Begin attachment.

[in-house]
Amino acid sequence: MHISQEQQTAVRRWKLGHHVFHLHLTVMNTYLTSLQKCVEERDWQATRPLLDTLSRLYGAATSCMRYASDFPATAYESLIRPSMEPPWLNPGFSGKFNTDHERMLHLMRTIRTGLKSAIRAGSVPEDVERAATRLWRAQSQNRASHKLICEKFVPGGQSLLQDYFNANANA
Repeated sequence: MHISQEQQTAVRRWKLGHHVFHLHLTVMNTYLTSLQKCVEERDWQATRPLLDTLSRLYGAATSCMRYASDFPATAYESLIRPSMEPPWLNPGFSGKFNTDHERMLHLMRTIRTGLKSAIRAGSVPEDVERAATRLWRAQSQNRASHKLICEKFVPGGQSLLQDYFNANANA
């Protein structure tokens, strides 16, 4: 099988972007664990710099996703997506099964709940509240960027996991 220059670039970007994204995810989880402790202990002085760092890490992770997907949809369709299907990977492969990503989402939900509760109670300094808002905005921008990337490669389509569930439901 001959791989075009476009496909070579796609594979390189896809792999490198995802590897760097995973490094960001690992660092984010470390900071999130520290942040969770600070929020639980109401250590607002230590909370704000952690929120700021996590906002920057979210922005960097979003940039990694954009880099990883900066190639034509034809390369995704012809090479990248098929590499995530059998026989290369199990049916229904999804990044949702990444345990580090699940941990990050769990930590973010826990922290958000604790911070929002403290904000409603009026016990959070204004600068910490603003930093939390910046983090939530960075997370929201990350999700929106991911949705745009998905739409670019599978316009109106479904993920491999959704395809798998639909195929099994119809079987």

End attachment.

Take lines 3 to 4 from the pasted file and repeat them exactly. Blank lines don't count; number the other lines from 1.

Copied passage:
Repeated sequence: MHISQEQQTAVRRWKLGHHVFHLHLTVMNTYLTSLQKCVEERDWQATRPLLDTLSRLYGAATSCMRYASDFPATAYESLIRPSMEPPWLNPGFSGKFNTDHERMLHLMRTIRTGLKSAIRAGSVPEDVERAATRLWRAQSQNRASHKLICEKFVPGGQSLLQDYFNANANA
């Protein structure tokens, strides 16, 4: 099988972007664990710099996703997506099964709940509240960027996991 220059670039970007994204995810989880402790202990002085760092890490992770997907949809369709299907990977492969990503989402939900509760109670300094808002905005921008990337490669389509569930439901 001959791989075009476009496909070579796609594979390189896809792999490198995802590897760097995973490094960001690992660092984010470390900071999130520290942040969770600070929020639980109401250590607002230590909370704000952690929120700021996590906002920057979210922005960097979003940039990694954009880099990883900066190639034509034809390369995704012809090479990248098929590499995530059998026989290369199990049916229904999804990044949702990444345990580090699940941990990050769990930590973010826990922290958000604790911070929002403290904000409603009026016990959070204004600068910490603003930093939390910046983090939530960075997370929201990350999700929106991911949705745009998905739409670019599978316009109106479904993920491999959704395809798998639909195929099994119809079987």